India’s vaccine policy announced in April last year met with more criticism this week as two New Delhi-based science policy analysts — Y. Madhavi and N. Raghuram — made a bold and scathing attack in an opinion paper in the Indian Academy of Sciences journal Current Science. The policy, they say, is more about “spending and coverage than about protecting children”. The scientists, who have been pressing for a “comprehensive and evidence based vaccine policy” are convinced that India’s disease incidence figures and public health statistics are “dubious and industry manufactured.”
The policy is designed to justify spending public money on privately produced vaccines in the name of protection from diseases, they contend. Madhavi, from the National Institute of Science, Technology & Development Studies (NISTADS) and Raghuram, from the GGS Indraprastha University, go on point out that unlike other national policies, the draft of the vaccine policy was not made public for discussions among stakeholders before dbeing finalised. “Why was the entire drafting exercise done in such a tearing hurry and intriguing secrecy, ” they ask.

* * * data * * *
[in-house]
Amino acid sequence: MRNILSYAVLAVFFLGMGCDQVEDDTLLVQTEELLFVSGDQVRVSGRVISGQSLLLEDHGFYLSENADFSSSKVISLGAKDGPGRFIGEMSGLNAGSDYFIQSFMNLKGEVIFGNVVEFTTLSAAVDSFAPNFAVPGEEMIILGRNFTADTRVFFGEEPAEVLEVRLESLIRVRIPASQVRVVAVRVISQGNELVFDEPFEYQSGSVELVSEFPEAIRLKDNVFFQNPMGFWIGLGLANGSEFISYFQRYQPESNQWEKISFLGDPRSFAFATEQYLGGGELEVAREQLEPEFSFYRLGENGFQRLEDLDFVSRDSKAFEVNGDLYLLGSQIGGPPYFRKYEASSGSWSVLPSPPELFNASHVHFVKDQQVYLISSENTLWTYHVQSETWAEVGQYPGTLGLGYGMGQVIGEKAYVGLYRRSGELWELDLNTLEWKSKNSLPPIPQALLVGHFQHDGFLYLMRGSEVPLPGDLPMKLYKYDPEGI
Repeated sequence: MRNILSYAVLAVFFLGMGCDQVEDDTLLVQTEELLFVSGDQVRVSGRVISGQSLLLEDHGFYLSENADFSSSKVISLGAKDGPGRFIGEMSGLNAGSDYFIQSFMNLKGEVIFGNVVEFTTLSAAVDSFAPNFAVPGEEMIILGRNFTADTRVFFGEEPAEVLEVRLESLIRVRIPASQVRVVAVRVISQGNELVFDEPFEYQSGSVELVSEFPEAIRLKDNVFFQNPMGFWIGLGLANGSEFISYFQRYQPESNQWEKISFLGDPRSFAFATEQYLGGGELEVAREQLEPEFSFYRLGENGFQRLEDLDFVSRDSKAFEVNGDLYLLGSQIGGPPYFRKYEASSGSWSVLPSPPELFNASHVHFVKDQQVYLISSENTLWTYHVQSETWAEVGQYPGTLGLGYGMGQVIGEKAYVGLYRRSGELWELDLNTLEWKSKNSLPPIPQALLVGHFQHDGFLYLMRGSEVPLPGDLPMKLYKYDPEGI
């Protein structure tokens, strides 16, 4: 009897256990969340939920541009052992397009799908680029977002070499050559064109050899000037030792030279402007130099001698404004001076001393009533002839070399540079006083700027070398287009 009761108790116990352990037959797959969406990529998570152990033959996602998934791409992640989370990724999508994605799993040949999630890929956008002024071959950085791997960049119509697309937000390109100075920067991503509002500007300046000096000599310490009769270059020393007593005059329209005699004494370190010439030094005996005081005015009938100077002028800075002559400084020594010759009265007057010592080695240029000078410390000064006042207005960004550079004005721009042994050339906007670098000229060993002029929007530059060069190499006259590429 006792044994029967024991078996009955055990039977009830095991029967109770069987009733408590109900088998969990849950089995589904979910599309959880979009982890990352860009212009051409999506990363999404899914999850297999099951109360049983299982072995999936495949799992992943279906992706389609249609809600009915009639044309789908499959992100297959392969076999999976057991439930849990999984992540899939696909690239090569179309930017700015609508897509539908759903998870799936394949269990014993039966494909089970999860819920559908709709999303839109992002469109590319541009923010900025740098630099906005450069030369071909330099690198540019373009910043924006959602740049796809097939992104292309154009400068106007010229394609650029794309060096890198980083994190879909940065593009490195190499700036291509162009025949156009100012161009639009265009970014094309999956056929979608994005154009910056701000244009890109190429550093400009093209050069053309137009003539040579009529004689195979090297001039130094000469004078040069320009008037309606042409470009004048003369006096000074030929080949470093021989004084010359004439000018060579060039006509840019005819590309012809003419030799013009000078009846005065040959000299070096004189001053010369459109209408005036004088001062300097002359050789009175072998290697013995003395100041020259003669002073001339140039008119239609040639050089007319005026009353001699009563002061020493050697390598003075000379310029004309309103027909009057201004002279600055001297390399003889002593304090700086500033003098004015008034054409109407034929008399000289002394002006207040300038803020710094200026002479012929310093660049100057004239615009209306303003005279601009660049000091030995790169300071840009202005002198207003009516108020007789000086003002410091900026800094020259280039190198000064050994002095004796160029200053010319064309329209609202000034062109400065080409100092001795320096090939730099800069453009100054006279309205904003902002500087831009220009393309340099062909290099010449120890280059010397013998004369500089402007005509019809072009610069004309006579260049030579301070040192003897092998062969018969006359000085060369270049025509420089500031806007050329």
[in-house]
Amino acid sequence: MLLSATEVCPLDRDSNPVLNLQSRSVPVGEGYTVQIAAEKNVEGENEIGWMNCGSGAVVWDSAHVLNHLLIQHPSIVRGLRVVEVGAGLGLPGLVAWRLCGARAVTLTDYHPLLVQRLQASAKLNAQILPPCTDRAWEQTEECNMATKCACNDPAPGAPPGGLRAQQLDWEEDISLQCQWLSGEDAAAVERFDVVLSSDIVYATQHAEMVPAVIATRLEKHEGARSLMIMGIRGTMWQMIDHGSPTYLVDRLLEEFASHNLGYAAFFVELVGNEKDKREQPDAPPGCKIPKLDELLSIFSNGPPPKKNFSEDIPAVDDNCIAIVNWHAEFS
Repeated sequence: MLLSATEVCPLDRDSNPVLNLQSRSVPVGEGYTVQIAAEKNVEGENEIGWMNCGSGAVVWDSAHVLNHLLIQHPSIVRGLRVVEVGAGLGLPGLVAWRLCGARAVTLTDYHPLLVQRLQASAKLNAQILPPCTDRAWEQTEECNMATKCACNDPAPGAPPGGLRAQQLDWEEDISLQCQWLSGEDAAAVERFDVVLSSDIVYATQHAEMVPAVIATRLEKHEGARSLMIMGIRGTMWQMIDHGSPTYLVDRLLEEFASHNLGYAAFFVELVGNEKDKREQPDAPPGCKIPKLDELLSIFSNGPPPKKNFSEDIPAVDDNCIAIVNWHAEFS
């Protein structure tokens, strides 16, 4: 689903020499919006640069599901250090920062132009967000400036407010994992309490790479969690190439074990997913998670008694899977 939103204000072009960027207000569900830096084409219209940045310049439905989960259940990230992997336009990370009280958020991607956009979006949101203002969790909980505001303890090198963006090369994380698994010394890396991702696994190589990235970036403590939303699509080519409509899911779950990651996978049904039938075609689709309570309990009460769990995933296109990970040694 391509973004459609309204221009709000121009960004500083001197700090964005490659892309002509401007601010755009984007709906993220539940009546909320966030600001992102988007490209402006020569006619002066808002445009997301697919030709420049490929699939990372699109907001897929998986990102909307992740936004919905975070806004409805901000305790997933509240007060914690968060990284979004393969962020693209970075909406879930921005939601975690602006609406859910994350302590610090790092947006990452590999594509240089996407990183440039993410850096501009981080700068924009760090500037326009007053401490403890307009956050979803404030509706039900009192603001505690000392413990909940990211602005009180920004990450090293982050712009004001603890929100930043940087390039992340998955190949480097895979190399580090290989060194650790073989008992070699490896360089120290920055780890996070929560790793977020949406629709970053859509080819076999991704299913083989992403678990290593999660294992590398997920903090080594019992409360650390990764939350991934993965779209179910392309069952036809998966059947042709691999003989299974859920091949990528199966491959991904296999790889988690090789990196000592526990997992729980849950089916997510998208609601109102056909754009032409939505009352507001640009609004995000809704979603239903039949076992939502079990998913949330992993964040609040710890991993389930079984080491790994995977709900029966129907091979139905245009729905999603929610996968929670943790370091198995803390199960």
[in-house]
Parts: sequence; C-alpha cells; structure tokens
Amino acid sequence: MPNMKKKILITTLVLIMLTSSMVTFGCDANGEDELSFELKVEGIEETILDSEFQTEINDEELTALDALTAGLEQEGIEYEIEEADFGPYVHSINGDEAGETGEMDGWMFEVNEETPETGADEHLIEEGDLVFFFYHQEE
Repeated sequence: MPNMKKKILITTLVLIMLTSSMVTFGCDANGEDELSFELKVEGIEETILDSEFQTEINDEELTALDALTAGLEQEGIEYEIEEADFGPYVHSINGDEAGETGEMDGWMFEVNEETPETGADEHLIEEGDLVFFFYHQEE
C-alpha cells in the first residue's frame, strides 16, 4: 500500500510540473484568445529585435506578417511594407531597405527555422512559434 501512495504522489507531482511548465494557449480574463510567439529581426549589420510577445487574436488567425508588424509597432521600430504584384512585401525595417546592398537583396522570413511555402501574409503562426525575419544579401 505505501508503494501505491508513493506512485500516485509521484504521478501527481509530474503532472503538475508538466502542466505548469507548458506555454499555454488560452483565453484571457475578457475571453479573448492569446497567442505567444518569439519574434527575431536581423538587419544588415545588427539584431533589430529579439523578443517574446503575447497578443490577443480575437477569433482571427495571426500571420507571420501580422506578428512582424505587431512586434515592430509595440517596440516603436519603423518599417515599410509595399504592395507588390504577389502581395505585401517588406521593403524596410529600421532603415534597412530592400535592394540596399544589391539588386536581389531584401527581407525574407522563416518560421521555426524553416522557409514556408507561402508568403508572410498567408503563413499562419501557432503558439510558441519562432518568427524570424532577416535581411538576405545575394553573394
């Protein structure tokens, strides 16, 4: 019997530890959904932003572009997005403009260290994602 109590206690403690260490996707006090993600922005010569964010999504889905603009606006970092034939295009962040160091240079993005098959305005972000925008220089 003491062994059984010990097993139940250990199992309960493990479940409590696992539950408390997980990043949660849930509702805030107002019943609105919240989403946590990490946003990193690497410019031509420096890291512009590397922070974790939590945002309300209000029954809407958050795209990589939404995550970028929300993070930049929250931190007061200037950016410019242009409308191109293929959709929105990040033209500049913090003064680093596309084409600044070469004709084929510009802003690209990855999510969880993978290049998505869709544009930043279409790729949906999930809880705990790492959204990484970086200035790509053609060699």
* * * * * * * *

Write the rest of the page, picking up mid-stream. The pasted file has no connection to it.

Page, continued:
The authors observe that the vaccine policy does not take into account the opinion and feedback of government-run bodies Indian Council of Medical Research (ICMR) and NISTADS on this issue. Moreover, several courts in the country, including the Supreme Court, are still hearing a number of cases on the government’s handling of serious policy issues in vaccine manufacture and adoption. India has repeatedly faced criticism for the shortage of many routine vaccines for universal immunization programmes.
They further allege that the policy pays “lip service” to several important issues such as criteria for new vaccine introduction into universal immunisation programmes. The most annoying thing about the present policy, however, seems to be the fact that it was formulated and implemented top-down without the mandate of the scientific community, civil society, cabinet or parliament.
It remains to be seen what the government does to meet mounting criticism on this front.